CBI: No-Nonsense Approach to Banks
EghtesadOnline: The Governor of Central Bank of Iran Ali Salehabadi said the bank will undertake comprehensive reforms in the new Iranian year that started on March 21.
In a meeting with senior CBI managers marking Nawrouz -- the Persian New Year -- Salehabadi said changes would impact several sectors.
“The reforms will focus mainly on financial discipline of lenders and controlling the monetary base,” he was quoted as saying by the CBI public relations website.
He stressed the need for reinventing the government’s financial relations with the CBI, the CBI’s interaction with commercial banks and lenders’ dealings with customers.
“The reforms are pivoted around revising these relations,” he said, noting that the reform would help lead to “positive developments” in the economy.
Reorienting the government’s ties to the CBI and banks, the senior official was implying that the Raisi administration should avoid the controversial policies of its predecessors in borrowing from the CBI to cover budget deficits or order banks to lend beyond their ability and capacity.
Flawed fiscal policies in recent years have resulted in the explosion of money supply and by extension chronic inflation. Recent CBI data show broad money supply increased to 46,241 trillion rials ($174 billion) up until Feb.19 -- 39.7% higher on an annualized basis.
Academia and economists blame the overexpansion of money supply on the deep economic ills that compel governments to meet part of the budgetary needs by borrowing from the CBI.
The senior banker underscored the much-needed need to amend the CBI’s relations with banks. The regulator has often called on lenders to stop begging from the CBI to adjust their balance sheets. It wants banks to have a robust control over deposits and lending and improve their balance sheets.
In a talk bank CEOs, the CBI boss issued instructions to, among other things, help “boost domestic production, expand lending, increase employment and support the knowledge economy.”
Salehabadi again told banks to ease the cumbersome process of granting microloans by focusing more on the credibility of customers and less on collateral.
In addition, lending must be targeted primarily to fund production companies keeping the army of non-productive sectors at bay.
To this end, CBI has diversified financial instruments and initiated supply chain finance (SCF) methods to limit direct borrowing from banks and encourage manufacturers to use credit instruments instead.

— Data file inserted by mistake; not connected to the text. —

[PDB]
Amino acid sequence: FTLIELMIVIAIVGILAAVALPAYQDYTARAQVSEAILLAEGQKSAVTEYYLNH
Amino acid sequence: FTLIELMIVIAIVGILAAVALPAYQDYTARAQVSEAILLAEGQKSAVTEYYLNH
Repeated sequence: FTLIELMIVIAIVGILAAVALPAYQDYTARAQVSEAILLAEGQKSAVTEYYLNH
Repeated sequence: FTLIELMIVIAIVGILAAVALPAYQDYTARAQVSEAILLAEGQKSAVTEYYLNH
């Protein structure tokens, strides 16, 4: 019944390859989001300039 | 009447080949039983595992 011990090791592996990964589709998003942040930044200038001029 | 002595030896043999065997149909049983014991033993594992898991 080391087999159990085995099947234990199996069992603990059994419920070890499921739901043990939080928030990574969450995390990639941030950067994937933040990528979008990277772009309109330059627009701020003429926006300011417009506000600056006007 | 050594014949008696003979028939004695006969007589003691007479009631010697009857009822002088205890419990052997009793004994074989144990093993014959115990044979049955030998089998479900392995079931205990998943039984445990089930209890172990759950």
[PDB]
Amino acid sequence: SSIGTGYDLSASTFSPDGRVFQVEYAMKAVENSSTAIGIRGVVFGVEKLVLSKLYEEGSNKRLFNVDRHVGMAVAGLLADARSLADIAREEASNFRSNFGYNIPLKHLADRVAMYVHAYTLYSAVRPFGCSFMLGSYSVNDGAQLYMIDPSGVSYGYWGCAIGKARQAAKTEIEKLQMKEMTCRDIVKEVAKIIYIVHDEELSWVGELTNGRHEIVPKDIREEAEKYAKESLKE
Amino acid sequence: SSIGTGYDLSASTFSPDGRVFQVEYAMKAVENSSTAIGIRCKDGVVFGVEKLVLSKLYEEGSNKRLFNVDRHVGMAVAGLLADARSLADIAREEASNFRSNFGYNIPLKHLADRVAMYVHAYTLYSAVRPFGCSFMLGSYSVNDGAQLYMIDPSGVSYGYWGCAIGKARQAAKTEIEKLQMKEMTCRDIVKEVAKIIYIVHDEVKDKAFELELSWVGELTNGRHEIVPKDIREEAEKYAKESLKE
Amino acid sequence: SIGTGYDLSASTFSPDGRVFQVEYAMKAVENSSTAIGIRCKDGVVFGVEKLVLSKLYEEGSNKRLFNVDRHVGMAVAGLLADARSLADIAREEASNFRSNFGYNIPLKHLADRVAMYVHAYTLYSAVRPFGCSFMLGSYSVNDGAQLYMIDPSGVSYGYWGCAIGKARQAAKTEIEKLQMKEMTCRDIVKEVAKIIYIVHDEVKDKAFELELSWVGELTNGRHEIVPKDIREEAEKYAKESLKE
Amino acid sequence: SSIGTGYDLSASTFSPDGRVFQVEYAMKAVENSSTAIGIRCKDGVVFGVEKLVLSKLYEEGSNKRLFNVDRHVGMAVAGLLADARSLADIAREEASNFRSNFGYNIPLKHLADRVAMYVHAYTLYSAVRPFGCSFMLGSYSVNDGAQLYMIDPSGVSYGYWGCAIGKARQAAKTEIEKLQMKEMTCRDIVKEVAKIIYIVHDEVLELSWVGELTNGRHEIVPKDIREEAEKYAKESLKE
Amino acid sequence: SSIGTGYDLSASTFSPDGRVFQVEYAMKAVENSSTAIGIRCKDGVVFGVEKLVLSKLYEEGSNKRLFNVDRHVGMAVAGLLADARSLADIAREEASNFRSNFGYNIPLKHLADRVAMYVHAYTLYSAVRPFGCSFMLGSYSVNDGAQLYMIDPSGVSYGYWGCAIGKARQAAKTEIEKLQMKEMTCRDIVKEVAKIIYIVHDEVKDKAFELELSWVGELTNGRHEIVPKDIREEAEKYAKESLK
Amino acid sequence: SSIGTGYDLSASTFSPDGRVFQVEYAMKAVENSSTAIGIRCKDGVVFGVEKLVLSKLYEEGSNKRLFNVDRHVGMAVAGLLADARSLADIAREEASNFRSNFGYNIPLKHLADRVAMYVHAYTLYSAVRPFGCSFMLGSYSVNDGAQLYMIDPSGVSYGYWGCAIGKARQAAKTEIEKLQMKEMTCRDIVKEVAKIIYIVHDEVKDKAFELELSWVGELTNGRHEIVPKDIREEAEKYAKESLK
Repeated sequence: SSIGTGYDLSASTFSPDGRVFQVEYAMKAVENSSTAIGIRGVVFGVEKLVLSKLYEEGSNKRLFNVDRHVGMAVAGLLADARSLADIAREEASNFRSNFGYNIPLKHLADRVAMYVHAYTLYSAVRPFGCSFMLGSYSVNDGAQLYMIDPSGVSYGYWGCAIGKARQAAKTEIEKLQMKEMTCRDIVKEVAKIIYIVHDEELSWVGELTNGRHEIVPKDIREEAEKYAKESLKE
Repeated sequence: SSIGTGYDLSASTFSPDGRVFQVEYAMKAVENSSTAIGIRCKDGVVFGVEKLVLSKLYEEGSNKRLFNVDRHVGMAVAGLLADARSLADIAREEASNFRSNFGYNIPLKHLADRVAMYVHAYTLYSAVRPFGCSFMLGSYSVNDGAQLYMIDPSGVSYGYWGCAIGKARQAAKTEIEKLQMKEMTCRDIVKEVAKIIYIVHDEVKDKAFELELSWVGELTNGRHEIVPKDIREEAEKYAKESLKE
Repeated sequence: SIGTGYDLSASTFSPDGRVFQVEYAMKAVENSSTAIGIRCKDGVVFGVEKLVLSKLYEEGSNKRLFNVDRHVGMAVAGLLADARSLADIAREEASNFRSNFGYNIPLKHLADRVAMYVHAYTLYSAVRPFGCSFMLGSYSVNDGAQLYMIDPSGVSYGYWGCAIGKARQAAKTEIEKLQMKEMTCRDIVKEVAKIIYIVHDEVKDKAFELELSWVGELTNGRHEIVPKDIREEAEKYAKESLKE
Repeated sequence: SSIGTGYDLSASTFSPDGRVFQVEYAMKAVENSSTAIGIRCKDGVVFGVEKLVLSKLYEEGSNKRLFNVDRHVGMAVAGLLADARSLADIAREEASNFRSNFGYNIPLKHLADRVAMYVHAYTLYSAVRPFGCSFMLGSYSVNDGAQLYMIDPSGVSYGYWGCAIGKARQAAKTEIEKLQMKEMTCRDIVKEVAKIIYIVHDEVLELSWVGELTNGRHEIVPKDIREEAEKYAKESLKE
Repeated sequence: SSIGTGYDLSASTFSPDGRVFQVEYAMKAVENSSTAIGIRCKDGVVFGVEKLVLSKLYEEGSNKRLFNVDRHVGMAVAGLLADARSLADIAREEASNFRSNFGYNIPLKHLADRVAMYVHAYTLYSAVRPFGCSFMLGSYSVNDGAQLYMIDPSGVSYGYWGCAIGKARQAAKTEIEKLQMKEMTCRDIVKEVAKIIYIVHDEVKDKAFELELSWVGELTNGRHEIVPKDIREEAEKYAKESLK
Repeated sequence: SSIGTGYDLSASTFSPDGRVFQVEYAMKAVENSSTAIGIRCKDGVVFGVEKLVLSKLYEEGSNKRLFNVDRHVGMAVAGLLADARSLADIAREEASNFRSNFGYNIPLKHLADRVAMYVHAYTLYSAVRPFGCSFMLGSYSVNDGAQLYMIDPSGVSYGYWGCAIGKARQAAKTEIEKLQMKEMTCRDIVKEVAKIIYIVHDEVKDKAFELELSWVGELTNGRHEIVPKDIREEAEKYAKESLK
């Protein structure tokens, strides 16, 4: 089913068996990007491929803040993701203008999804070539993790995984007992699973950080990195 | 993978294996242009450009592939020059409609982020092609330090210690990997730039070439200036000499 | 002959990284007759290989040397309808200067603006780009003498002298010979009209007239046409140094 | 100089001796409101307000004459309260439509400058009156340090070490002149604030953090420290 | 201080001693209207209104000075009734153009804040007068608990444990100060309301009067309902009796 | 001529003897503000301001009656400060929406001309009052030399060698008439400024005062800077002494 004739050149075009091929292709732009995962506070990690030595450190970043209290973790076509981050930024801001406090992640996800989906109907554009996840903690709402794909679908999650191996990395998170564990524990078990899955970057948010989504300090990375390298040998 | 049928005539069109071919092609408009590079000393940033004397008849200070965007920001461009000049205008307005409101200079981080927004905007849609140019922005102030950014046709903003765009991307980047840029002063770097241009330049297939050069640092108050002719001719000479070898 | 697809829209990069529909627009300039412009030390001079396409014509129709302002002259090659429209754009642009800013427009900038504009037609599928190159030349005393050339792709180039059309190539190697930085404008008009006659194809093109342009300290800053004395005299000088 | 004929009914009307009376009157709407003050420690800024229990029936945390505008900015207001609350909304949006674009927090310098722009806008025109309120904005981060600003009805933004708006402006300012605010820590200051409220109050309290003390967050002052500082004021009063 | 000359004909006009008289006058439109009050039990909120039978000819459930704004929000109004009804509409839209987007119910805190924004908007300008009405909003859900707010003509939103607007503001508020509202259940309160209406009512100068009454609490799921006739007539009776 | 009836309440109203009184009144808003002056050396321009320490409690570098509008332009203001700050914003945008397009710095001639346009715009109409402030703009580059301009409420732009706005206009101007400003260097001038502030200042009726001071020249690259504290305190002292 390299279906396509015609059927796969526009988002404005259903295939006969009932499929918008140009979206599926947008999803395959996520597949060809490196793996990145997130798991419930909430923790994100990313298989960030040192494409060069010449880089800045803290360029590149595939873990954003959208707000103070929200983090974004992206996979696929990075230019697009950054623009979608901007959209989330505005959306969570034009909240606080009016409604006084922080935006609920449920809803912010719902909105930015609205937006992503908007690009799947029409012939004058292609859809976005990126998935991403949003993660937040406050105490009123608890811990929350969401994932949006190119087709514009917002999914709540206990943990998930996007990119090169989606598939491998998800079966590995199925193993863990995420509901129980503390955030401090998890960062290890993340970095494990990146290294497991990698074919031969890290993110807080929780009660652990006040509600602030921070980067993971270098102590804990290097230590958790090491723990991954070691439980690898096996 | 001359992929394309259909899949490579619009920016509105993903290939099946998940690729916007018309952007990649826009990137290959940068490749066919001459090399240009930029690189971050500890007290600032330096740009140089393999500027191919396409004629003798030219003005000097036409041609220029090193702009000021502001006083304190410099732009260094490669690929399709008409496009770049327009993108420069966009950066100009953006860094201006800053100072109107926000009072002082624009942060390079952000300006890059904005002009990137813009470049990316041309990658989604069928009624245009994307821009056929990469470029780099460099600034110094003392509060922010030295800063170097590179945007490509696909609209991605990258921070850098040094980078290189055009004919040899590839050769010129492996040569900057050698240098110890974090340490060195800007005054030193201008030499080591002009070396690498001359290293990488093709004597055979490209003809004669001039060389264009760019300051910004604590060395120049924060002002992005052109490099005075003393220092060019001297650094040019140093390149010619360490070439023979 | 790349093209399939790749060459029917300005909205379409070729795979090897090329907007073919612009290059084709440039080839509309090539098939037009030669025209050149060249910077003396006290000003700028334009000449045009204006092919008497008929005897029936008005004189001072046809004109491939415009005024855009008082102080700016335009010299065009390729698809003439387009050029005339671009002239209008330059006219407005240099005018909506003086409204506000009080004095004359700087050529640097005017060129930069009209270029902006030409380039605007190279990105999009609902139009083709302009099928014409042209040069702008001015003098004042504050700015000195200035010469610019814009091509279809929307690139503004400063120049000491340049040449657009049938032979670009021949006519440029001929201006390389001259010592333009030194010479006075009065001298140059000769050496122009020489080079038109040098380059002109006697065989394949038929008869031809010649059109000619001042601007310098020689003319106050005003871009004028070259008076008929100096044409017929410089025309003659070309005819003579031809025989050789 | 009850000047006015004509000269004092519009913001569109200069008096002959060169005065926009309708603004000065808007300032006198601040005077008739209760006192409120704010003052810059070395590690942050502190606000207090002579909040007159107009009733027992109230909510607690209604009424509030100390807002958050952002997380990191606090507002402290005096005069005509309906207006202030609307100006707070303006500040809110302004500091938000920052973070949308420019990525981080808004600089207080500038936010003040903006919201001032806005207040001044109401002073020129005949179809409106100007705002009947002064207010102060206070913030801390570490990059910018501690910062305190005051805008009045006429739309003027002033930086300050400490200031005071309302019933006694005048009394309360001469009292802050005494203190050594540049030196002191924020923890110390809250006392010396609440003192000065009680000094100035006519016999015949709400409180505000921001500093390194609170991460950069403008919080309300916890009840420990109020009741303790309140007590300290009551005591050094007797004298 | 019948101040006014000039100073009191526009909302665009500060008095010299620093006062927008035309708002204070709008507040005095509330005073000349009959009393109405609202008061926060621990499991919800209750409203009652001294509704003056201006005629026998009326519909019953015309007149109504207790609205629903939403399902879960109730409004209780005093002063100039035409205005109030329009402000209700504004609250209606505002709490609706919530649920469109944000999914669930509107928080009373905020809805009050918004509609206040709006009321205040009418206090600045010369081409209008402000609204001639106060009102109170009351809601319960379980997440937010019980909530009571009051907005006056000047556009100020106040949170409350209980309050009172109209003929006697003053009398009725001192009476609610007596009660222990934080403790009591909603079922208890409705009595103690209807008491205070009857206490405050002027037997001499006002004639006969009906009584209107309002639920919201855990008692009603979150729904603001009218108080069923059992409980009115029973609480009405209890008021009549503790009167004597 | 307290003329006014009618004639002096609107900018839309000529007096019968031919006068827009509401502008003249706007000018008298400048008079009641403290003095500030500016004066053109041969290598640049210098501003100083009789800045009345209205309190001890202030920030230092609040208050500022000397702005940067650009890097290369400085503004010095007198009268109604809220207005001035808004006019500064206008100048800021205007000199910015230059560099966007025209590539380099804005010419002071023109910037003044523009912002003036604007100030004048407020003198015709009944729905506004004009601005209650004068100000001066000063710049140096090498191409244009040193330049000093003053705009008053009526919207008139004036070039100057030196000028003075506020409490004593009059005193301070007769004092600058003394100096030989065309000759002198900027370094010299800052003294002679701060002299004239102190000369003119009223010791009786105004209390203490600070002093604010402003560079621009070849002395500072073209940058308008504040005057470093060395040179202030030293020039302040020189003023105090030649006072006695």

The SCF is a set of solutions that aim to lower financing costs by automating transactions and tracking invoice approval and settlement processes, from initiation to completion. Under this paradigm, buyers agree to approve supplier invoices for financing by a bank or other outside financier.
Banks are required to pay special attention to their balance sheets and avoid operations that lead to shortage of liquidity. They are not allowed to ask the CBI for funds unless they can put up “strong collateral” namely gold, bonds and foreign currency.
The CBI says it has controlled banks’ excessive borrowing from the CBI in the past two years partly via open market operations (OMO).
The OMO is essentially implemented to control the monetary base and interbank interest rates. Using bonds as collateral to borrow from the CBI is an integral component of this monetary policy.
In line with measures to restore financial discipline to the banking system, the CBI has imposed tough monetary restrictions on dysfunctional banks as part of efforts to “control money issuance” by banks.
Economists say overexpansion of broad money is partly thanks to the poor performance of banks. The CBI recently enforced disciplinary measures to control bank balance sheets.
As per a CBI bylaw, the monthly growth of specialized bank assets must not exceed 2.5% while commercial banks are not allowed to increase assets in their books beyond 2%.